I believe my background explains why I’m passionate about being a teacher, especially in a high needs area where my past and understanding of poverty, class, and race can be fully put to use, but aside from that, my desire to teach is quite selfish. I’m an addict. My drug is what I’d call the “light-bulb” moment. We all know what it feels like to struggle with an idea, a computation, a concept, and then suddenly there’s this rush of understanding, and the frustration written all over your face transforms into this glorious and calm delight; you understand. And in that moment of enlightenment, you feel like you could conquer the world and solve every problem imaginable; it’s pure bliss! I’ve known this feeling so often and yearn to help students just like me understand. I want them to crave knowledge and feel powerful and confident in their ability to learn and solve problems. I want to help them unlock all the light bulbs tucked away in the corners of their minds, show them how to tidy up the factoids and make them useful. I want to stand witness to at least one light-bulb moment a day, mine or theirs, I care not. All I know is that when I’m not in school, I long to be there, and when I’m not explaining or helping to understand, I don’t feel whole. I was born to ask and answer questions; I’ve found my home in the world of academia, and I refuse to leave!
Describe a memorable teaching experience:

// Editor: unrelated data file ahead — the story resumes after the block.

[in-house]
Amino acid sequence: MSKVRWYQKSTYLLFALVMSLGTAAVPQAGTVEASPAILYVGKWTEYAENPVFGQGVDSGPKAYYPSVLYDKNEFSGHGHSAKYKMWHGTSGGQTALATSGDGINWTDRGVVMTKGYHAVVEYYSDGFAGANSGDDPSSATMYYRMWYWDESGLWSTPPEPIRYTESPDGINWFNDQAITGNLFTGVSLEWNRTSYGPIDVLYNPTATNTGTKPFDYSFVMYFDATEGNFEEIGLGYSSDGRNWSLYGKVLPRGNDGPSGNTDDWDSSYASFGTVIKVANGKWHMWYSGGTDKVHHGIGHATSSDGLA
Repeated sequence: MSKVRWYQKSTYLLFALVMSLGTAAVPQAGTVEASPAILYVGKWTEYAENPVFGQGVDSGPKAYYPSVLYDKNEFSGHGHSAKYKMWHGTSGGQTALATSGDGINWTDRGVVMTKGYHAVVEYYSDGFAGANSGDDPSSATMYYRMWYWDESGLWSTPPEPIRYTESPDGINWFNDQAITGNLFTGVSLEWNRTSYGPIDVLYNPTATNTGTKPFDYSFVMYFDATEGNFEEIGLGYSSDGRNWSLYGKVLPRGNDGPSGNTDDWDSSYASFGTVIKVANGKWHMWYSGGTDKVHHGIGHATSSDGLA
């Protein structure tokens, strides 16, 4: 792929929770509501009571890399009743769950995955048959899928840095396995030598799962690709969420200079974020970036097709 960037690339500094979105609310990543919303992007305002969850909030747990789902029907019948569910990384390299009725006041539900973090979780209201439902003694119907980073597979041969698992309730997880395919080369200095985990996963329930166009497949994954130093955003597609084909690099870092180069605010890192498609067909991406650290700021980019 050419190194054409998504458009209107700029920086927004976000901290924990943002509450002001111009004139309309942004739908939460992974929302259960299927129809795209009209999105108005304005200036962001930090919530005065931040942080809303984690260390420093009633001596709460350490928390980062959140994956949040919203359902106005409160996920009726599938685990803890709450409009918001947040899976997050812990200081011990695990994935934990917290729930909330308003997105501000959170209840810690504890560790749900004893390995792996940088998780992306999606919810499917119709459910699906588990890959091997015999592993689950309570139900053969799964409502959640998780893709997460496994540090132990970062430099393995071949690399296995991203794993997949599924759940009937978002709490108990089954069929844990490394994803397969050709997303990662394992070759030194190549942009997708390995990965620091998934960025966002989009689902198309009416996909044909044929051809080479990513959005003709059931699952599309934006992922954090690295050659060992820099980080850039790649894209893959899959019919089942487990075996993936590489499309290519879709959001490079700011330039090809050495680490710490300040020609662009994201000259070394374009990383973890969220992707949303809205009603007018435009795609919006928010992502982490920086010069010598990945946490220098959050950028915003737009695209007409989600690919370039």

I broke my straight-A streak in high school physics. I got “F”s on the first three tests in that class and was so incredibly confused by it. My formula (Attend class + Pay Attention + Ask questions + Read book + Do homework + Study for hours = “A”!!!) no longer worked. I met with my teacher and asked him what I was doing wrong. He told me, very kindly I might add, that I needed to stop memorizing and start thinking. I was infuriated by the insinuation that I wasn’t good at thinking, but eventually I humbled up and asked him to help me. He didn’t skip a beat as he agreed. I spent every hour before school, every hour at lunch, and every hour after school in this man’s classroom doing practice problems and asking question after question. He had this beautiful and amazing way of getting me to lead myself to the right question and the right answer without ever making me feel stupid for how long it took me to get there. He never simply gave me anything; I worked my tail off for every step I took up that ladder, but he was always right behind me, making sure I didn’t fall off. His utter patience and faith in me instilled a confidence in myself that I never had. Soon, I felt that I could do problems on my own and ask him about them later on if I had questions, so I bought a white erase easel and spent every weekend for a month sitting outside with my physics notebook, textbook, quizzes, and failed tests just working and reworking problems, finding patterns in the process behind certain types of questions, writing formulas and understanding where they came from. It was then that I realized he was absolutely right. I had been a great student who knew how to work really hard to get good grades, but I hadn’t been LEARNING much of anything. I was memorizing and going through the motions, and I could spout out any number of intelligent statements in a cohesive and impressive order, but I’d never really trained my brain to think. That left me with no confidence in my own ability to think and reason. As this teacher helped me uncover the key that unlocked this world of problem solving for me, I became obsessed with the process of learning. I’d seen the difference in me; I’d trained myself to go from a hard working good student to an even harder working good thinker. And when I got solid “A”s on the next four tests in physics, I would stay after class and thank him endlessly for all his work. But he always said, “You can thank me for my patience, but you did all the work yourself. Congratulations on a job very well done.” When I got an “A” in the class, I went to his office and thanked him for giving me the grade he did. Again, he said “I didn’t GIVE you a grade, you EARNED it. I’ve never seen someone work so hard to understand. Congrats!” Since that one comment, I’ve held that motto very dear and to this day I’m obsessed with the process of learning. Mr. Shefler taught math, physics, and astronomy at my high school so I had him for many other classes. He’d already seen me at my worst in physics, but he saw me at my best in calculus; the beauty was that he treated me the same whether I was the bottom or the top of the class. I became interested in absolutely everything he taught because he let his students struggle with things, become creatively frustrated, and then claim all the glory when they figured it out for themselves. It’s no small wonder that I want to teach those very subjects – I had the world’s greatest teacher as my role model! My ultimate goal is to bring to my students what he brought to me: confidence in your own ability to think, reason, and learn. This one man has changed my life forever, and I hope that my students will see even some of the patience, wisdom, and genuine care that this man had for his students reflected in me.